Bill DeWeese ought to do the right thing and ask that his name be removed from the November ballot for the state House seat he held for 36 years. But if he doesn't, someone should again challenge his preposterous candidacy in court.
It was bad enough that DeWeese ran unopposed in the Democratic primary on the same day that he was sentenced for his conviction on five felony charges involving his use of taxpayer-paid aides to do political campaign work.
DeWeese got nearly 2,000 votes in the May 24 Democratic primary after collecting 1,304 signatures on a petition to keep him on that ballot. That just goes to show you how much his Western Pennsylvania district loves him, which is sickening, but understandable. The former House speaker was a powerful resource for his constituents.
One of the rare dissenters, Travis Barkley, a former Republican who once ran unsuccessfully for the Greene County Commission, tried to keep DeWeese off the primary ballot. But his petition was denied by a Commonwealth Court judge as well as the state Supreme Court. The courts said that prior to his sentencing, DeWeese was not yet a felon barred from holding elected office.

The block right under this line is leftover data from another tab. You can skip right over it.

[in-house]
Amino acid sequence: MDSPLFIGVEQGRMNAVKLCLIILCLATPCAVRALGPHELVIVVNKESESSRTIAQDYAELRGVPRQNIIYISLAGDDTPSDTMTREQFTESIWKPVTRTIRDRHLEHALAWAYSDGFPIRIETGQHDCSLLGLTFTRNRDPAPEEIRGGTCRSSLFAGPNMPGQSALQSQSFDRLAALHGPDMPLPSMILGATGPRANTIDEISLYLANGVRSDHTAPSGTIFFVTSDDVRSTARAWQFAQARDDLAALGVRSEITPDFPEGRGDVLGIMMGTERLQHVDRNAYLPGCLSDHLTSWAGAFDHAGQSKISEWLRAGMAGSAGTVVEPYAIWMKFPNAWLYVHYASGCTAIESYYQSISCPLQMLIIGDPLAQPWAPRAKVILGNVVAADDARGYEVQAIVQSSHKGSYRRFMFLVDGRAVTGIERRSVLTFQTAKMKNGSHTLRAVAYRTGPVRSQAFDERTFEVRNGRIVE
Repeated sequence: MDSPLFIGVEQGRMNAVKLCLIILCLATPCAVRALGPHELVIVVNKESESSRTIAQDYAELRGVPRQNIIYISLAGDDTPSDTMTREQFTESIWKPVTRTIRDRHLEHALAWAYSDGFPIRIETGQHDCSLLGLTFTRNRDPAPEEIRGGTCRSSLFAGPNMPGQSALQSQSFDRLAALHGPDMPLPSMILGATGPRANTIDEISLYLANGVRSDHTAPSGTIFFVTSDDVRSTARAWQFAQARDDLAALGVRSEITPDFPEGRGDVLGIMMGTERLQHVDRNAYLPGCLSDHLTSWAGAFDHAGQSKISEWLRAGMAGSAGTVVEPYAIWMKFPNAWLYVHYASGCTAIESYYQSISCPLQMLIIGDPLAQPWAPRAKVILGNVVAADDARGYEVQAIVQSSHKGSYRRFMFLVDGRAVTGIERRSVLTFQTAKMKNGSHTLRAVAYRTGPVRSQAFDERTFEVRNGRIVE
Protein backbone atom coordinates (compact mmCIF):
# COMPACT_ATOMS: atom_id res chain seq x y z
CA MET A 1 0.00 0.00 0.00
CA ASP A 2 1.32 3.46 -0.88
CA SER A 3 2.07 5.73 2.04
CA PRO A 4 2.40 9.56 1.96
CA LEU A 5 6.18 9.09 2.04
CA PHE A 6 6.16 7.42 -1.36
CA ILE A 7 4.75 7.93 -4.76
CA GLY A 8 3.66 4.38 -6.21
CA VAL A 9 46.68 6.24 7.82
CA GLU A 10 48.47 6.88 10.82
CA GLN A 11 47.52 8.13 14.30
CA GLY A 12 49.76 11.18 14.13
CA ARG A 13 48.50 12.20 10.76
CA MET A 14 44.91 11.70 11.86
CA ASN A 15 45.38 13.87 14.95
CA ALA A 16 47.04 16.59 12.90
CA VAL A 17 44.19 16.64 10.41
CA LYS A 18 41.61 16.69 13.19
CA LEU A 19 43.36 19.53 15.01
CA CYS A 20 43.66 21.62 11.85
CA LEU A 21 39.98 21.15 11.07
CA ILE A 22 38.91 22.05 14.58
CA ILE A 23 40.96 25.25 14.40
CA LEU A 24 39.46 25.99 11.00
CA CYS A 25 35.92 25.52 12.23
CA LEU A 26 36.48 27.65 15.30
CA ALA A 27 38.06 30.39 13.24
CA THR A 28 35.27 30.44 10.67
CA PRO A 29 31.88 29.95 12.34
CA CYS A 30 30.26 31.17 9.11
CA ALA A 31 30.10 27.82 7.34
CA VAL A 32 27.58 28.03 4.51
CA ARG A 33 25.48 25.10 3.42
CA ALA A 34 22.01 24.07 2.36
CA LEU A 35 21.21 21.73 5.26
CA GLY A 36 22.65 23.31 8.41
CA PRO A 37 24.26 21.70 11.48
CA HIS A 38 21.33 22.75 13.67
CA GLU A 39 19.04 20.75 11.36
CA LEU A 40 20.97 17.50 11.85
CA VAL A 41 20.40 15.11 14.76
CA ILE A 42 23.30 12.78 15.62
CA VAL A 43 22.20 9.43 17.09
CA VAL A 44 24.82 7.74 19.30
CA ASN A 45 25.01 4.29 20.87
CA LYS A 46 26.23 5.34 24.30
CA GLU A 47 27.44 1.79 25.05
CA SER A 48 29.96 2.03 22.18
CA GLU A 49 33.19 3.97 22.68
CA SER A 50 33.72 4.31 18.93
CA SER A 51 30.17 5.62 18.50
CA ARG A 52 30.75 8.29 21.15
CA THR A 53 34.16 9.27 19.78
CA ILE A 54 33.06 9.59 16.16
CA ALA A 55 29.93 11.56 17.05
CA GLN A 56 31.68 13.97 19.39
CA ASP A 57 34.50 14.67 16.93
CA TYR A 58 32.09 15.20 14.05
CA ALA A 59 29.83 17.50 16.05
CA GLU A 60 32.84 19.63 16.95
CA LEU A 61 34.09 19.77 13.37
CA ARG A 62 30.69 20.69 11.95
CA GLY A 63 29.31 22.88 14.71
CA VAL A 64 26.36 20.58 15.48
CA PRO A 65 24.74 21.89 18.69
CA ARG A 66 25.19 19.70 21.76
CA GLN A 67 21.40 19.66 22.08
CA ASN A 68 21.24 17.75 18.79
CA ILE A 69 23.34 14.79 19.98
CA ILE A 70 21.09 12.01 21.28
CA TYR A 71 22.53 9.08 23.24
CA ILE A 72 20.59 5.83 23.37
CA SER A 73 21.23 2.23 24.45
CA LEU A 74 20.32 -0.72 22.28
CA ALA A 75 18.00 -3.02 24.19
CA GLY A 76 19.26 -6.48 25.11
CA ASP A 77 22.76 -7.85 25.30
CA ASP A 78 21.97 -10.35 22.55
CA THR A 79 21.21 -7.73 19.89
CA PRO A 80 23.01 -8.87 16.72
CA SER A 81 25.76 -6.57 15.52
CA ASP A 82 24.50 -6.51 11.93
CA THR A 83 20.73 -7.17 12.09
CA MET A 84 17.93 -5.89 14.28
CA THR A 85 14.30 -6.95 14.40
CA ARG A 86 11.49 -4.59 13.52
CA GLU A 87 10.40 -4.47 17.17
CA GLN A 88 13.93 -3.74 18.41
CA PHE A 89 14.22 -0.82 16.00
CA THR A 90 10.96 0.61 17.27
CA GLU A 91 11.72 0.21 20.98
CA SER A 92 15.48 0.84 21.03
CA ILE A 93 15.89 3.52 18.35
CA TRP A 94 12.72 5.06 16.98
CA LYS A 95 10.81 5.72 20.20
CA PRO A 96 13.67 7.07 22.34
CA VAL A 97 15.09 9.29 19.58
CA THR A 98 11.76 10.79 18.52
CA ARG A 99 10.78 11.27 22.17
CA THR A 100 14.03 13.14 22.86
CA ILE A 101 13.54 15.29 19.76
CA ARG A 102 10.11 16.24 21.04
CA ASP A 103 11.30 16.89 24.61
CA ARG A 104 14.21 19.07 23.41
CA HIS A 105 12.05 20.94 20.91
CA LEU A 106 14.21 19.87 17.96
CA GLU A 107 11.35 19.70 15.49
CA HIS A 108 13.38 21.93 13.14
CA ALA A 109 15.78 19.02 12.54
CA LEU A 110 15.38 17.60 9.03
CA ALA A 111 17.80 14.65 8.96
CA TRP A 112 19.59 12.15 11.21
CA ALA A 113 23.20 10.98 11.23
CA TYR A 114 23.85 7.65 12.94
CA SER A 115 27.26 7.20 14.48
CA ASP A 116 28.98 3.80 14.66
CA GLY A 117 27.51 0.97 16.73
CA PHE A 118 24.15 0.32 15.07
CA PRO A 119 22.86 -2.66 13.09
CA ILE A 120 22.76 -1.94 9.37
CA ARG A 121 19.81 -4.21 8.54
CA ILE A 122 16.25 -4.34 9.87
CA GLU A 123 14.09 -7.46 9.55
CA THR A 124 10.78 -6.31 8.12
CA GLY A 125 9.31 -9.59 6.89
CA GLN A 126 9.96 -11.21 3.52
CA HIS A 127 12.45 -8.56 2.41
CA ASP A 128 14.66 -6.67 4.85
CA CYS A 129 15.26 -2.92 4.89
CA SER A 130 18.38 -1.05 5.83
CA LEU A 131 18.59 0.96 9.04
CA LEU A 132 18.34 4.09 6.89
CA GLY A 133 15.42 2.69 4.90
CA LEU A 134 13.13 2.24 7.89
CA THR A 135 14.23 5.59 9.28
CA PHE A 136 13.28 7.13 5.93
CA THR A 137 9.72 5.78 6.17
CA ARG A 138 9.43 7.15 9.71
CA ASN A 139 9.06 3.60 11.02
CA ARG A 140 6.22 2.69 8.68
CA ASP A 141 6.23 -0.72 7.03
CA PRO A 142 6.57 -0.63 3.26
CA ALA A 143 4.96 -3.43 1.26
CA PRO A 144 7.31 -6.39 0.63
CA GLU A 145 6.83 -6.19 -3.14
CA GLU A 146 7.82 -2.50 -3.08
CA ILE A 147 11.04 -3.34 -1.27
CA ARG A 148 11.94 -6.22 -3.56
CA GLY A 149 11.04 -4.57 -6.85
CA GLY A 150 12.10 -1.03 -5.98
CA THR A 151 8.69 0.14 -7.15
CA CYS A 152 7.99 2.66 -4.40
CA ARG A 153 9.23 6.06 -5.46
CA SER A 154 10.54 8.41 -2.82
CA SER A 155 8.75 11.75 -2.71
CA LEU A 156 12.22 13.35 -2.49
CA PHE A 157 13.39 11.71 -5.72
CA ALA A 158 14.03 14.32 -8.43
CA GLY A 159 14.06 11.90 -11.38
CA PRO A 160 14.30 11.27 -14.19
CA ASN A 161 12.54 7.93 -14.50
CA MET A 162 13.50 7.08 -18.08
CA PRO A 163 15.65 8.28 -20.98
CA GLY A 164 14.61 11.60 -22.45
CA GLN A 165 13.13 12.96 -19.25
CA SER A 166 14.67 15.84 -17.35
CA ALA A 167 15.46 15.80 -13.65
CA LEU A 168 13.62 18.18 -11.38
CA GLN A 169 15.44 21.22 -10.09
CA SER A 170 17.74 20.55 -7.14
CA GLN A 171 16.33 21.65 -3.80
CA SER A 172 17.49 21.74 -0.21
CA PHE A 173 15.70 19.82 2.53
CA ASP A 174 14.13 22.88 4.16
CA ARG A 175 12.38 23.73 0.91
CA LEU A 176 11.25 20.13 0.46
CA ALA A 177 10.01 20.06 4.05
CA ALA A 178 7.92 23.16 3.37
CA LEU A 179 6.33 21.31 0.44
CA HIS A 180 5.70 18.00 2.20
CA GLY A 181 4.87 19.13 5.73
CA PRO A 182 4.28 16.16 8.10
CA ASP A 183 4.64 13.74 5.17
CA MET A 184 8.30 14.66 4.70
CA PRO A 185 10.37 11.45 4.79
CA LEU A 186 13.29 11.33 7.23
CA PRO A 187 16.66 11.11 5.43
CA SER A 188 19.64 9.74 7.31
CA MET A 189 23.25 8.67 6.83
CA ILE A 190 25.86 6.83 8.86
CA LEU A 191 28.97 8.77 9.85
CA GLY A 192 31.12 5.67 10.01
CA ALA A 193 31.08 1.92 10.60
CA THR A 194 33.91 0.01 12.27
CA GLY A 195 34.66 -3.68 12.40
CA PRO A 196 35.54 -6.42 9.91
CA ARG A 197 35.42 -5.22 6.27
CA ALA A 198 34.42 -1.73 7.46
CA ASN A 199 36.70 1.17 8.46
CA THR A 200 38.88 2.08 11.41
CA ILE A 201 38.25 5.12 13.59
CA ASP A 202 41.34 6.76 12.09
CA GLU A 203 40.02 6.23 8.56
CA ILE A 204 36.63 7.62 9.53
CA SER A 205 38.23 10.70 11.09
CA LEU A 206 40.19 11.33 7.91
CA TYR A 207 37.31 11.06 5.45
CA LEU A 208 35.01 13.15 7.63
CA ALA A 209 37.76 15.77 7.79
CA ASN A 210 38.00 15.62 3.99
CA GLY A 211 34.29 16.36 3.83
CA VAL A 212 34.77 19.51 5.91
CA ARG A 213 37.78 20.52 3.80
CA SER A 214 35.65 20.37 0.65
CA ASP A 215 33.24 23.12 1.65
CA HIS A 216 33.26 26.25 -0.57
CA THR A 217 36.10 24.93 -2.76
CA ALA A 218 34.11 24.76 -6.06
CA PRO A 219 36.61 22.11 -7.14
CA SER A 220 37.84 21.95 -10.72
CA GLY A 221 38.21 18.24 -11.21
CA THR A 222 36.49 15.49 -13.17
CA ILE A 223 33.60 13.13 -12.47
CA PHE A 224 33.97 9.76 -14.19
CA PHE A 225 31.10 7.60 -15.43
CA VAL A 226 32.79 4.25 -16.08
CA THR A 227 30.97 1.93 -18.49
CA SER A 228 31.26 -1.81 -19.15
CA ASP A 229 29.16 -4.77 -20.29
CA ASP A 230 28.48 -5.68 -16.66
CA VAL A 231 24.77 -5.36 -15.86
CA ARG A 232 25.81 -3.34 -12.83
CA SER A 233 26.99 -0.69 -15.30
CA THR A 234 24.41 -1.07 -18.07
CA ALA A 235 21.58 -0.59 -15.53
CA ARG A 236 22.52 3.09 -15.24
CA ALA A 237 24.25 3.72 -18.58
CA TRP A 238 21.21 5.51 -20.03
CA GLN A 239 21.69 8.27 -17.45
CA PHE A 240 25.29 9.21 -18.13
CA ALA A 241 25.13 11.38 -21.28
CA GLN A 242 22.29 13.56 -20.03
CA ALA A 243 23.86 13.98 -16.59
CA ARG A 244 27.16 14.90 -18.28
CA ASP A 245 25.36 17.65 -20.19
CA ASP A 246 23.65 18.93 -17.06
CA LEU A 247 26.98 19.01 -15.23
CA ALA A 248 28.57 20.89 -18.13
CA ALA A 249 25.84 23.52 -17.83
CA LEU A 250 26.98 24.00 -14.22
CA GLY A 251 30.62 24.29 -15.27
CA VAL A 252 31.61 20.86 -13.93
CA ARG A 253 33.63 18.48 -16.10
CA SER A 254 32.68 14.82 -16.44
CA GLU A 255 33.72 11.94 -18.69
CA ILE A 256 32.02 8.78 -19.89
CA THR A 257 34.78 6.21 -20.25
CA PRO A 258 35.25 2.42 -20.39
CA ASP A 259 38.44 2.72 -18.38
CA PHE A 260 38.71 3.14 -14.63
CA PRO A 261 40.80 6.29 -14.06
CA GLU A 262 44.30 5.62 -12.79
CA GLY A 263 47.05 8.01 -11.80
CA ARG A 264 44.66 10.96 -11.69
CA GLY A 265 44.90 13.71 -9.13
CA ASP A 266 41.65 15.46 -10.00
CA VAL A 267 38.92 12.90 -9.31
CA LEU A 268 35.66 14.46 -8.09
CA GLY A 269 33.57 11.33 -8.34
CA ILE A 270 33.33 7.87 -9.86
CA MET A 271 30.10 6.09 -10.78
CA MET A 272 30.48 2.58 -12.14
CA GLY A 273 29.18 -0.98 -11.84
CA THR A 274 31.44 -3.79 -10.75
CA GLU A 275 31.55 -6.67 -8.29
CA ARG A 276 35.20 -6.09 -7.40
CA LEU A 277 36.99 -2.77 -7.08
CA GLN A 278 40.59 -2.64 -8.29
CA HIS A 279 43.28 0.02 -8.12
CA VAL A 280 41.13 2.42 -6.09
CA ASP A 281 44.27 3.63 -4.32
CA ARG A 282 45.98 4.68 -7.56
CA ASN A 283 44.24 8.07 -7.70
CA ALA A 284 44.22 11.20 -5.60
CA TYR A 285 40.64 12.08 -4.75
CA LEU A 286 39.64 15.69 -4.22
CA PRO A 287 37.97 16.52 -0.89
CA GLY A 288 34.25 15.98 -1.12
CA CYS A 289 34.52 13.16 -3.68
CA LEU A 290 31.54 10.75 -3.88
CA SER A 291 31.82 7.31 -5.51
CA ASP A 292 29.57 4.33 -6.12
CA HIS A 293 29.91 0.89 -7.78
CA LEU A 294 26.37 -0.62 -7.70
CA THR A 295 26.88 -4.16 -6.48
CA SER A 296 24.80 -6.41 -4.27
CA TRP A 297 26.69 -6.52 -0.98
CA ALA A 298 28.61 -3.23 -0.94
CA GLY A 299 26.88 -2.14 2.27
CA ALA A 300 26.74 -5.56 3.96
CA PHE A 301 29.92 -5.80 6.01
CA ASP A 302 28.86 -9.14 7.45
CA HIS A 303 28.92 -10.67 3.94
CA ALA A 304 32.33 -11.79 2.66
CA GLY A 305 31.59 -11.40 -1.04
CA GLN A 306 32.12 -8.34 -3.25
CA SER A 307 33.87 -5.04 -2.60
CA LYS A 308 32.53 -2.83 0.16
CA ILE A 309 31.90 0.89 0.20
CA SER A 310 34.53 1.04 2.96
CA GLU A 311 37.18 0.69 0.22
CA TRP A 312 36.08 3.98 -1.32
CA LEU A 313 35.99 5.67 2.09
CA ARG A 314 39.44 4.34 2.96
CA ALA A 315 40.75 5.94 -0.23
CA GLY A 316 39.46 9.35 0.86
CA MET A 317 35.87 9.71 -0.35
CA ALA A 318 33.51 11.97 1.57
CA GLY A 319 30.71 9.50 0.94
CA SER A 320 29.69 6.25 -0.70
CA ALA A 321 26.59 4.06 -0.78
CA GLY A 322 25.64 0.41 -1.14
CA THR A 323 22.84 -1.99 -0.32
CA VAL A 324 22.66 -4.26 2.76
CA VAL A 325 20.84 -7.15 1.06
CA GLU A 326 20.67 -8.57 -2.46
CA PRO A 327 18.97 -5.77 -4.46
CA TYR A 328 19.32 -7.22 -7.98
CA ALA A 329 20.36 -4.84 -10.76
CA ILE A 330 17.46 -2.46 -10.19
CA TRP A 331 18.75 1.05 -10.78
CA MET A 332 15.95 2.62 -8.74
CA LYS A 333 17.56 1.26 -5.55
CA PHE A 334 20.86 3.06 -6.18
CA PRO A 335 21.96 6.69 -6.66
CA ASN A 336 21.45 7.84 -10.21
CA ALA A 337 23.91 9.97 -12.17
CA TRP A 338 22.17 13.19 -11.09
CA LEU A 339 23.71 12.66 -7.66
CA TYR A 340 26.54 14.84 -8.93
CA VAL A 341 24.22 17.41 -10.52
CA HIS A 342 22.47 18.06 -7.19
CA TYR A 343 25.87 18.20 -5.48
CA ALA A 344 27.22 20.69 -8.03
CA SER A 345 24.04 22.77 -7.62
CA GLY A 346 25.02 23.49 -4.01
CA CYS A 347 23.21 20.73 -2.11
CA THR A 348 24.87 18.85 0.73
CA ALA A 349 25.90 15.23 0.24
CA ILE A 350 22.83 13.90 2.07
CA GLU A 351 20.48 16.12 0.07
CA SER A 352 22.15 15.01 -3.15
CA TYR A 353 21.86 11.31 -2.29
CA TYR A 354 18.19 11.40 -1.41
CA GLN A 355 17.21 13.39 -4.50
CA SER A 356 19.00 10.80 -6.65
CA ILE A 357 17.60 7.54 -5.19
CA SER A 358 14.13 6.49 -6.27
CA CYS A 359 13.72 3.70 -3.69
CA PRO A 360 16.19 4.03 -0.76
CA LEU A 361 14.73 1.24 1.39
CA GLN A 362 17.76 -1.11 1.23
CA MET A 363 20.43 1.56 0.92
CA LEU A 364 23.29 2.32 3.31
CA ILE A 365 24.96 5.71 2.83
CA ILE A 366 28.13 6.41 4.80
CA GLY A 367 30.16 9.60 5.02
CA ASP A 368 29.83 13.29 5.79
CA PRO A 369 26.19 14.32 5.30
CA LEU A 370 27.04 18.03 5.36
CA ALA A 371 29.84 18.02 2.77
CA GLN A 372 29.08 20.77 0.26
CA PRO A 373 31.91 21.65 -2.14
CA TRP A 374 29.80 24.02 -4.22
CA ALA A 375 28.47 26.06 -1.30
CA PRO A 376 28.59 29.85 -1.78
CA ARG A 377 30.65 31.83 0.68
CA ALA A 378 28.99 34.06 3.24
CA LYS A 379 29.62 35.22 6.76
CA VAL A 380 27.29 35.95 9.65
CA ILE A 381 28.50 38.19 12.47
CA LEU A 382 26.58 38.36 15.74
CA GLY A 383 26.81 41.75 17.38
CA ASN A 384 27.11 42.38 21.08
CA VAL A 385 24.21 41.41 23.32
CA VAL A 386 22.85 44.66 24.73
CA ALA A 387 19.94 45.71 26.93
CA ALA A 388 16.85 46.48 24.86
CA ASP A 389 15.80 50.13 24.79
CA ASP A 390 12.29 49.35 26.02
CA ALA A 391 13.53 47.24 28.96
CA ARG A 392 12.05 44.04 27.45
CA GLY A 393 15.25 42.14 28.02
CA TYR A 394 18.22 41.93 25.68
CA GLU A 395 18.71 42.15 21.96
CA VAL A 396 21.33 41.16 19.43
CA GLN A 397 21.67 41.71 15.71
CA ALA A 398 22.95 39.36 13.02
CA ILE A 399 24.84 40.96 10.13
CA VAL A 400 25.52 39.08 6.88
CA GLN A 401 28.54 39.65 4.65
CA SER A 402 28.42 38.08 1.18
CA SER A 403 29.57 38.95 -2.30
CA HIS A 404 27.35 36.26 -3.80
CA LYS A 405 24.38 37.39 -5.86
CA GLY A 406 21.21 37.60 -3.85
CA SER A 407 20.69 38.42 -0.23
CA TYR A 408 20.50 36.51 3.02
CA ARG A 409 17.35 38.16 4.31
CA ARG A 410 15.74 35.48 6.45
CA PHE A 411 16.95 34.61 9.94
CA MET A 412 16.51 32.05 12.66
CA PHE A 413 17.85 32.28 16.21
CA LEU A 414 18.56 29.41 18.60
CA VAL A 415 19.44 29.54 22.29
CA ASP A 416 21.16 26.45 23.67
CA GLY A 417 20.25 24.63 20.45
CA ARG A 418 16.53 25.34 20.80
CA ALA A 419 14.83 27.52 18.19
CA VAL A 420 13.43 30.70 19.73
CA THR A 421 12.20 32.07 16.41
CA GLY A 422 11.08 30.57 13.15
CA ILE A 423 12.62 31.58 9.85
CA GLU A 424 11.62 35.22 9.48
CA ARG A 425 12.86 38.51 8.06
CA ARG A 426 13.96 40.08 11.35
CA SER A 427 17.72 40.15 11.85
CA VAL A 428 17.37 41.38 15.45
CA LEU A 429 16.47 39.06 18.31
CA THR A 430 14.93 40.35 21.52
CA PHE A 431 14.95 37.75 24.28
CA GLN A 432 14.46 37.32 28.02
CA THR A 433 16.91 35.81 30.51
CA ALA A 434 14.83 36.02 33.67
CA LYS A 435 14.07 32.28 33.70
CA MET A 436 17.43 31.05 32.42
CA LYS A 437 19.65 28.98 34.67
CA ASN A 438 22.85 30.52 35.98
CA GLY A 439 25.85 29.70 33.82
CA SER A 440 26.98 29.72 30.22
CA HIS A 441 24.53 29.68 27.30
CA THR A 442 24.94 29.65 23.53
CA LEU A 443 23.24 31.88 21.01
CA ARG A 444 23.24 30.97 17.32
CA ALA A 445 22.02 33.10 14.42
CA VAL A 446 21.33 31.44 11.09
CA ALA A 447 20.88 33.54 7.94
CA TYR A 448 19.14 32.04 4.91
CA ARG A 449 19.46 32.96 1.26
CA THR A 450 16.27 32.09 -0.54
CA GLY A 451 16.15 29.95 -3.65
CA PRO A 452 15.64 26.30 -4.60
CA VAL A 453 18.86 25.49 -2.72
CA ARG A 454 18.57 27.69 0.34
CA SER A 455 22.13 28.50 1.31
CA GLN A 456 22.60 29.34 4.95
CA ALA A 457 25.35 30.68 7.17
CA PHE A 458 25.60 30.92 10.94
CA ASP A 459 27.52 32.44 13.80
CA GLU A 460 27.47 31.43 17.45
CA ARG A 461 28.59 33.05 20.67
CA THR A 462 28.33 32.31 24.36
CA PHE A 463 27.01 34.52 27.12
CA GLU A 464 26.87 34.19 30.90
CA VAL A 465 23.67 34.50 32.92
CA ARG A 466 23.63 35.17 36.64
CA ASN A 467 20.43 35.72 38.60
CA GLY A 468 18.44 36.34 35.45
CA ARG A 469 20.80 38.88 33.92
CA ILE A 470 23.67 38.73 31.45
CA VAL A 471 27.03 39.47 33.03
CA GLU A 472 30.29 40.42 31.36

But now that he has been sentenced, and will be locked up for up to 60 months, DeWeese is a felon and shouldn't participate in the November election. Sure, some mob bosses run their operations from a prison cell. But DeWeese will not only be in jail; he will be ineligible to serve. His candidacy in November is meaningless.
DeWeese ought to save his former constituents further embarrassment and have his name taken off the ballot. Otherwise, someone should go back to the courts and ask that the felon's name be removed. Meanwhile, state officials need to plan a special election so residents of the 50th District can be properly represented in the legislature.